Monday, March 16, 2009
What is the feedback signal? The feedback signal is the news about the economy. Then the economy is declining, merchants hold back on ordering to refill inventories, hold back on hiring replacements to workers who retire, and finally let workers go in the expectation of little business in the future. When the economy is rising, merchants are eager to fill depleted inventories and try to hire more workers to handle the expected increase in business.
State Governments add to the positive feedback. When the economy is declining, tax revenues also decline. State employees are let go and State-funded programs are discontinued or reduced. Many people think that States should in fact operate just that way. When everyone else is laying off workers, the States should do the same. And vice versa.
Of course, not every employee is laid off or fired during a downturn of the economy. When unemployment reaches ten percent, ninety percent of available workers are still employed. Booms and recessions affect mostly those workers that are the least desirable, the ones that can be shed during recessions and hired back during good times. Because of the oscillation (I use that term rather than instability) of the economy, the economic system necessarily creates an underclass of workers who lack permanent jobs.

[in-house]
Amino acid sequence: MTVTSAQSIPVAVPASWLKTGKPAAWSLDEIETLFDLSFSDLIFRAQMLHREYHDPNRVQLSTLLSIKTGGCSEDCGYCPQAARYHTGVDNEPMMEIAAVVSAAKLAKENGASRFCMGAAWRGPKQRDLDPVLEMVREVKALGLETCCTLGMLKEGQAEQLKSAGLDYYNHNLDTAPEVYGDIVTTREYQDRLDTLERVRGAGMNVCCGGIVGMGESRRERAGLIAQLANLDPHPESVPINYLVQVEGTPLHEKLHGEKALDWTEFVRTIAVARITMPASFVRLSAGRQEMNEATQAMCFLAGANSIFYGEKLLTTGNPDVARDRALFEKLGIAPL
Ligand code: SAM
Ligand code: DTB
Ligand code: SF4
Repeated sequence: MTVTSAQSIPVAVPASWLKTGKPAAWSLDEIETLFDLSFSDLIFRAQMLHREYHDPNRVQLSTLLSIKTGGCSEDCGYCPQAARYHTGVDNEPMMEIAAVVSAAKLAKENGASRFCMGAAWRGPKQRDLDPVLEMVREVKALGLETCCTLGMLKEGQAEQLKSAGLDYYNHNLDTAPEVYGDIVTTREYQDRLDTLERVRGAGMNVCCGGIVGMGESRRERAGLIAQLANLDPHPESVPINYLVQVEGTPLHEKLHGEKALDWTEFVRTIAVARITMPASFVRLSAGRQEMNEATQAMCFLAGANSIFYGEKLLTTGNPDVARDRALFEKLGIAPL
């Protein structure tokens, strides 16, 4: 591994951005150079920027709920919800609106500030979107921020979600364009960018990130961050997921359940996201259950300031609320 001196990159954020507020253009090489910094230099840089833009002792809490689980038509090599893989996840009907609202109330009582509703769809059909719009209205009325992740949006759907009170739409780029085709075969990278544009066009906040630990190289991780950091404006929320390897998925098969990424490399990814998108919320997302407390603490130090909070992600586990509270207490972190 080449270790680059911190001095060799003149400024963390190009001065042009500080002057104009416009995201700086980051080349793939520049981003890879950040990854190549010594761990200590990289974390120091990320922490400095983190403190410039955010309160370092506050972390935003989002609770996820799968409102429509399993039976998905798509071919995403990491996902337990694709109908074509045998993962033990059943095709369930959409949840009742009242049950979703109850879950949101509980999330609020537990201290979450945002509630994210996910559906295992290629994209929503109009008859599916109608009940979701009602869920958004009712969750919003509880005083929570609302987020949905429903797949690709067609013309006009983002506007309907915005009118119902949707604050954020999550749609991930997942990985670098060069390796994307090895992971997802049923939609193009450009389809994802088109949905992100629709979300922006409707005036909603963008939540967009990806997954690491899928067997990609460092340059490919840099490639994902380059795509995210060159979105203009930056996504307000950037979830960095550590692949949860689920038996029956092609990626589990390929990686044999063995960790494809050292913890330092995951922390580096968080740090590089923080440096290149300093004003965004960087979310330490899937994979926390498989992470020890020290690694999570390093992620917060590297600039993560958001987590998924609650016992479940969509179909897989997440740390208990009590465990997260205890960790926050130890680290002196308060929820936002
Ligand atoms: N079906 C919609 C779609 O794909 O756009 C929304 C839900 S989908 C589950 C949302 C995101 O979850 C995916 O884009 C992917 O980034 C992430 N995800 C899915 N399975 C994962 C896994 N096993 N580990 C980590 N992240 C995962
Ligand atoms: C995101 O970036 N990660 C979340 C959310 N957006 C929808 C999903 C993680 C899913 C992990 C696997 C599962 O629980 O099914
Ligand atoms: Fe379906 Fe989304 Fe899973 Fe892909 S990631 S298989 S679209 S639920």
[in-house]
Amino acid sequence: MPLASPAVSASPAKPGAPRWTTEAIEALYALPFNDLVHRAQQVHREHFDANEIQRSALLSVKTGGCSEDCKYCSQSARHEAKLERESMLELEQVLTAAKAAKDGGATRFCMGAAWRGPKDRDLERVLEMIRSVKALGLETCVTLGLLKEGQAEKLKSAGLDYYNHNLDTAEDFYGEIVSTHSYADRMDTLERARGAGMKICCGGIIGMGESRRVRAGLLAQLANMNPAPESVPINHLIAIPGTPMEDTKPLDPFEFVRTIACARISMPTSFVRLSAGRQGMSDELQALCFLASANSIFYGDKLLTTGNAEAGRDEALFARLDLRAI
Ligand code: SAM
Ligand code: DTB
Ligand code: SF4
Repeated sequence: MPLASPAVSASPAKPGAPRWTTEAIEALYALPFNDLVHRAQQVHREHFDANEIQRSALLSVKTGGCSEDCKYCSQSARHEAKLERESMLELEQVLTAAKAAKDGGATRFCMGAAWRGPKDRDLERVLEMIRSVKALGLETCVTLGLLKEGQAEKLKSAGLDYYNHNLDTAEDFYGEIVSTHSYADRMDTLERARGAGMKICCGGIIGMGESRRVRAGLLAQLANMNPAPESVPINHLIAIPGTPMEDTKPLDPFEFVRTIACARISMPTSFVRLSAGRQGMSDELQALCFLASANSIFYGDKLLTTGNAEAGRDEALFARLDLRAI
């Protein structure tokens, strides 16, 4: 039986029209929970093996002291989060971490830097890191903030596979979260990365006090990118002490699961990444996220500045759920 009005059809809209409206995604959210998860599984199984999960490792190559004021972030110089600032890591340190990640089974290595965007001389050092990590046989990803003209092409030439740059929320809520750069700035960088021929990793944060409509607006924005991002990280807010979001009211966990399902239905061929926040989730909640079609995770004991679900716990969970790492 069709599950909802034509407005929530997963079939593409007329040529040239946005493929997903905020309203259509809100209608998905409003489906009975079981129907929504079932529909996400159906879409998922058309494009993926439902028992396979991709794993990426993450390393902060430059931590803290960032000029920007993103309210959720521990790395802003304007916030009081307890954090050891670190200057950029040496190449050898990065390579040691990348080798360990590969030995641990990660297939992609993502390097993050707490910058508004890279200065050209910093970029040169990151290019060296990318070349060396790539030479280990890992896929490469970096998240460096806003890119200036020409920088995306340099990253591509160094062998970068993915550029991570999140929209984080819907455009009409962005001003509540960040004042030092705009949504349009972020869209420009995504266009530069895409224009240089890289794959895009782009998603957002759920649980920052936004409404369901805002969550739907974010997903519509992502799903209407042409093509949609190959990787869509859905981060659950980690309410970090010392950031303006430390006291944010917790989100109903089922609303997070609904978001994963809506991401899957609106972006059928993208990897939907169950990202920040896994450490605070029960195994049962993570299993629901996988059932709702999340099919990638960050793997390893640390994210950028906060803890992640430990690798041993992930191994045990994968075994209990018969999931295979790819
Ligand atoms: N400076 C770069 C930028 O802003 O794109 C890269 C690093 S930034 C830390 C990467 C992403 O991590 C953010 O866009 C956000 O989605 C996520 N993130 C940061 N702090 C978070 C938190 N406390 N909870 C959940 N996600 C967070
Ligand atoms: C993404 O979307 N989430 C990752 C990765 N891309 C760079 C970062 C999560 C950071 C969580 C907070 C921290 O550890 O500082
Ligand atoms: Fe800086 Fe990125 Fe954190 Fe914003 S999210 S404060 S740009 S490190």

Is there anything government can or should do to reduce the amplitude of the oscillation? I believe Abe Lincoln's aphorism: government should do for the people those things the people can not do for themselves. The people themselves, especially the members of the underclass, can do nothing to change the amplitude of oscillation. I think that government can do something. What it has to do is to provide negative feedback to the system. When the economy is falling, government should provide temporary but useful jobs for the unemployed workers and should inject money into the system in ways that slow down the decline and perhaps even reverse its direction. When the economy is rising, government should then take money out of the economy by increasing taxes and putting money aside for the next recession.
Politically, this is hard to do. It's hard to persuade politicians to increase taxes when the economy seems to be rising out of a recession. The instinct is the opposite: "Let the good times roll." Nobody wants to squelch a boom in which daring investors (gamblers) are about to make fortunes. Nobody will agree that the economy is overheated and that the oscillation has risen above the median point.
What we need is some policy or institution in our economy that will provide the needed damping of the oscillation or the negative feedback needed to stabilize the system. This policy or institution should be immune from political pressure.
OK, I've posed a problem. I don't know the solution. I await your proposals.